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  • Author or Editor: Keith Oatley x
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Human societies are built on cooperative plans. Most such plans succeed and, when this occurs, trust in the relationship with the other person involved in the plan is increased. But some plans go awry. We present analyses of errors, each recorded in an incident diary, by 217 participants when something went wrong in a plan that involved someone else. Joint errors occurred for each participant on average once every two or three days. At least 77% of the errors occurred when the planners were separated from each other in ways that would be rare in face-to-face societies. Some errors occurred when participants had unstated goals that affected the plan. When an error occurred, people tended to give higher importance to the relationship with the other person involved than to the plan that had gone wrong. In 75% of errors, participants attributed the error to the other person in the plan. Some 66% of errors made the participant angry with the other person. When the relationship with the other person was not important to the participant, the error tended to cause that other person to be judged harshly, and a mental model to be formed of him or her as untrustworthy.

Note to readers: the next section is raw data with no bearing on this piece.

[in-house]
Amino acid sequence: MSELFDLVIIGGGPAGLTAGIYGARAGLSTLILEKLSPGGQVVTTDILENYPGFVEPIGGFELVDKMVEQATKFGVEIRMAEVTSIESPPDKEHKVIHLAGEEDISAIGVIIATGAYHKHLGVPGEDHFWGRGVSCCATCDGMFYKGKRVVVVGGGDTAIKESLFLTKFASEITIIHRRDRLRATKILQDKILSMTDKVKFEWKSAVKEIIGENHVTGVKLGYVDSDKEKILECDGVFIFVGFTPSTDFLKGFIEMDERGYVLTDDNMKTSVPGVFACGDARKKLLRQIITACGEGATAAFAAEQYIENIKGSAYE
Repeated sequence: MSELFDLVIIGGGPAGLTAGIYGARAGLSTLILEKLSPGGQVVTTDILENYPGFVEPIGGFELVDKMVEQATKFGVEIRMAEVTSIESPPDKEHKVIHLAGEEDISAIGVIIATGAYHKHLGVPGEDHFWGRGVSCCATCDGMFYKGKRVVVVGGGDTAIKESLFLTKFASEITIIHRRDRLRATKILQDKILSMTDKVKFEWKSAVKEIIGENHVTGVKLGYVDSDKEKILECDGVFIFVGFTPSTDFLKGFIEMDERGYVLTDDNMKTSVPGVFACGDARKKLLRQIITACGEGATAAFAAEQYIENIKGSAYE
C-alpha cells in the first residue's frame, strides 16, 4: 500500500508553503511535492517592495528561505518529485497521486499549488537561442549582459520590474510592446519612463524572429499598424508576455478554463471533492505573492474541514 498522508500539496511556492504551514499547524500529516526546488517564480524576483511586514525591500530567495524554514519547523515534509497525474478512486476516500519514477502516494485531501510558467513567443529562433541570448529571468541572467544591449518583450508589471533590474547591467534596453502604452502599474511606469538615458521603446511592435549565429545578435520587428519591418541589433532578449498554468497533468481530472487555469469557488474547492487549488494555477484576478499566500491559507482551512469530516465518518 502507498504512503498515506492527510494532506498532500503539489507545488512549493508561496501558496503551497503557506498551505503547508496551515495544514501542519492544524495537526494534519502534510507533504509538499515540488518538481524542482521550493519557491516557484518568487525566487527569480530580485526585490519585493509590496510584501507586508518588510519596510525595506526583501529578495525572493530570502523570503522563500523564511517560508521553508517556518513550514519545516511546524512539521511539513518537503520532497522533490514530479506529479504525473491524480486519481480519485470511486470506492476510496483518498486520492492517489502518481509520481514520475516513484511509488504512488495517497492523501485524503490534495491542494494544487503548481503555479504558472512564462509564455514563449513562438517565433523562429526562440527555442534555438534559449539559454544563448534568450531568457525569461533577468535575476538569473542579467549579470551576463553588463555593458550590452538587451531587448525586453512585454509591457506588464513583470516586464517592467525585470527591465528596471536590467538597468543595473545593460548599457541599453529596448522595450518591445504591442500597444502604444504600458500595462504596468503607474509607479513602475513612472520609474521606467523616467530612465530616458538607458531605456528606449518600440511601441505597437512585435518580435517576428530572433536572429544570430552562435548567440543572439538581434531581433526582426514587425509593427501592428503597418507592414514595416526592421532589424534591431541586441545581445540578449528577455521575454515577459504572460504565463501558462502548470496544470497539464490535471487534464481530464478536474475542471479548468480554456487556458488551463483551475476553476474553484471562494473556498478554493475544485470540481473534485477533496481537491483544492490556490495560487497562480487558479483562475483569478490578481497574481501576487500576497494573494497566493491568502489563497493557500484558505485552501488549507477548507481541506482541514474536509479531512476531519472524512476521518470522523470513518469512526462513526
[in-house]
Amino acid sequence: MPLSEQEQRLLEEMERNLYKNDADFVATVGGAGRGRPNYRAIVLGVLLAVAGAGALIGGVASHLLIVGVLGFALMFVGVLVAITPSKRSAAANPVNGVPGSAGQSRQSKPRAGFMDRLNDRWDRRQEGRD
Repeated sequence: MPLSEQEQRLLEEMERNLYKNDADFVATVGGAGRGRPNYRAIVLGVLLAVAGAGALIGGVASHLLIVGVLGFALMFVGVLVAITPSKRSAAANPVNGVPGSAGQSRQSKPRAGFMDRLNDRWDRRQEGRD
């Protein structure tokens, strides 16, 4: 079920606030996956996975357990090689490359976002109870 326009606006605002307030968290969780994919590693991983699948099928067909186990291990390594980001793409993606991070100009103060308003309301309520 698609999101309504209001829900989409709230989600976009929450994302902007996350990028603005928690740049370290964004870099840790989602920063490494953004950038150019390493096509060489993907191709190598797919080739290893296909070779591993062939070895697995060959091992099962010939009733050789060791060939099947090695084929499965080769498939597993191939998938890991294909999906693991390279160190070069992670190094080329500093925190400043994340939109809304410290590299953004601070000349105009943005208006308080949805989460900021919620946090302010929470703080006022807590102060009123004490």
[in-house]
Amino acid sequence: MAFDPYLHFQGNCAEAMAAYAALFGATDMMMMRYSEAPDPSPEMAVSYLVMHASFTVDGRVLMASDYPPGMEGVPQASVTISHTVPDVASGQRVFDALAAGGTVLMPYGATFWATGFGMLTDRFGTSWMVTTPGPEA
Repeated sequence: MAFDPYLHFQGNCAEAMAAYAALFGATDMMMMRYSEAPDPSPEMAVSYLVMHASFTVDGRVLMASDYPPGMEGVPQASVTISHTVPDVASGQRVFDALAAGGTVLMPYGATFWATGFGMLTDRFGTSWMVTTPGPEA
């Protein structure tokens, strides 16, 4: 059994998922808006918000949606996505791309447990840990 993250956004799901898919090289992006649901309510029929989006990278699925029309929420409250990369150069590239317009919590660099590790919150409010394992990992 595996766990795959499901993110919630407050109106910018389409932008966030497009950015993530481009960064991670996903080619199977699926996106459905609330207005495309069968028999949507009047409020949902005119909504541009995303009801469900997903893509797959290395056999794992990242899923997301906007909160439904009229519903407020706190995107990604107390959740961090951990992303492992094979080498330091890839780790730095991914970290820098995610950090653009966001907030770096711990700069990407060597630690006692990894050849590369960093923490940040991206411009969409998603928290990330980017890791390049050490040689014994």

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Fiction can be a means of striving towards truths, but in a way that is more abstract than the truths of everyday happenings. We offer a staircase of evolutionary pre-adaptations on which works of literature such as novels and plays depend. These include systems of mirror-neurons, mimetic ritual, conversational language based on actions, narrative structure, metaphor, and imaginary play. These enable the mental simulations that people create when they listen to, or read, stories. We argue that the abstraction of literary character is a sophisticated version of the making of mental models of others that we form routinely in conversation.

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